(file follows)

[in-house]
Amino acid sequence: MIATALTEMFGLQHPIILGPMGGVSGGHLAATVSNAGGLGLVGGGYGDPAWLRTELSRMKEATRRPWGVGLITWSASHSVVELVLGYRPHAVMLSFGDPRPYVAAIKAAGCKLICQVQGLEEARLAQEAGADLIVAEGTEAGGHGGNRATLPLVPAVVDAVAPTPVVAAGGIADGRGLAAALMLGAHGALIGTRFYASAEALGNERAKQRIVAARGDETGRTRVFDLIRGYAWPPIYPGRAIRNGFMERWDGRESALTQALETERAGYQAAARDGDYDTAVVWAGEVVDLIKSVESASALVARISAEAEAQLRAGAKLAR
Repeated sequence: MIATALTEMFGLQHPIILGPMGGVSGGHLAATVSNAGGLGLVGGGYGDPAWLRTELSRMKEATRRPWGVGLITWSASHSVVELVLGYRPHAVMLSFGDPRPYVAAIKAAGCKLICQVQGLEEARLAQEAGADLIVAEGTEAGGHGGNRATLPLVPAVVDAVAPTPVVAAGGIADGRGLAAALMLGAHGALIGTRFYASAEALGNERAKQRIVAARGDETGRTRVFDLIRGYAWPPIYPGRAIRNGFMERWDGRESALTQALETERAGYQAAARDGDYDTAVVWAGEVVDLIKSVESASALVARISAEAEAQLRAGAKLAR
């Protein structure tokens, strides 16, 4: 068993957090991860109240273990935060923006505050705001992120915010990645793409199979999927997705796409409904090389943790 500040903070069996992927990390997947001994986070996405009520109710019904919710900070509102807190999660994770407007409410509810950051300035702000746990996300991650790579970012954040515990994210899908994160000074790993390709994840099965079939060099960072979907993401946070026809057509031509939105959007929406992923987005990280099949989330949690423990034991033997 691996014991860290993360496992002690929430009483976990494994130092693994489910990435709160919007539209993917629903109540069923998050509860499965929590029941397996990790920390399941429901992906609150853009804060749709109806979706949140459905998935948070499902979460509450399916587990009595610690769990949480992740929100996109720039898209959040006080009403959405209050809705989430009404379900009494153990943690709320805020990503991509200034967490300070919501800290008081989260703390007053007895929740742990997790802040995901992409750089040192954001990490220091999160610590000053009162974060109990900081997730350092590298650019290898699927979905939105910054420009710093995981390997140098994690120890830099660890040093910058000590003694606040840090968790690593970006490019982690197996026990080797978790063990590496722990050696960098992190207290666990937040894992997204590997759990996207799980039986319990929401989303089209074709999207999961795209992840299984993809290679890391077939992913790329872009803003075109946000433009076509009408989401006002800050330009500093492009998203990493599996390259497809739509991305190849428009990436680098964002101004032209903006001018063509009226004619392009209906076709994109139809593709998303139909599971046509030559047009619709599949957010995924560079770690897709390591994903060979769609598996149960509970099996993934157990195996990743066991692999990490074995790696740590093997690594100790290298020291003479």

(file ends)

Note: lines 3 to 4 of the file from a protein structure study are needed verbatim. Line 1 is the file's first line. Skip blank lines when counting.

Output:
Repeated sequence: MIATALTEMFGLQHPIILGPMGGVSGGHLAATVSNAGGLGLVGGGYGDPAWLRTELSRMKEATRRPWGVGLITWSASHSVVELVLGYRPHAVMLSFGDPRPYVAAIKAAGCKLICQVQGLEEARLAQEAGADLIVAEGTEAGGHGGNRATLPLVPAVVDAVAPTPVVAAGGIADGRGLAAALMLGAHGALIGTRFYASAEALGNERAKQRIVAARGDETGRTRVFDLIRGYAWPPIYPGRAIRNGFMERWDGRESALTQALETERAGYQAAARDGDYDTAVVWAGEVVDLIKSVESASALVARISAEAEAQLRAGAKLAR
């Protein structure tokens, strides 16, 4: 068993957090991860109240273990935060923006505050705001992120915010990645793409199979999927997705796409409904090389943790 500040903070069996992927990390997947001994986070996405009520109710019904919710900070509102807190999660994770407007409410509810950051300035702000746990996300991650790579970012954040515990994210899908994160000074790993390709994840099965079939060099960072979907993401946070026809057509031509939105959007929406992923987005990280099949989330949690423990034991033997 691996014991860290993360496992002690929430009483976990494994130092693994489910990435709160919007539209993917629903109540069923998050509860499965929590029941397996990790920390399941429901992906609150853009804060749709109806979706949140459905998935948070499902979460509450399916587990009595610690769990949480992740929100996109720039898209959040006080009403959405209050809705989430009404379900009494153990943690709320805020990503991509200034967490300070919501800290008081989260703390007053007895929740742990997790802040995901992409750089040192954001990490220091999160610590000053009162974060109990900081997730350092590298650019290898699927979905939105910054420009710093995981390997140098994690120890830099660890040093910058000590003694606040840090968790690593970006490019982690197996026990080797978790063990590496722990050696960098992190207290666990937040894992997204590997759990996207799980039986319990929401989303089209074709999207999961795209992840299984993809290679890391077939992913790329872009803003075109946000433009076509009408989401006002800050330009500093492009998203990493599996390259497809739509991305190849428009990436680098964002101004032209903006001018063509009226004619392009209906076709994109139809593709998303139909599971046509030559047009619709599949957010995924560079770690897709390591994903060979769609598996149960509970099996993934157990195996990743066991692999990490074995790696740590093997690594100790290298020291003479």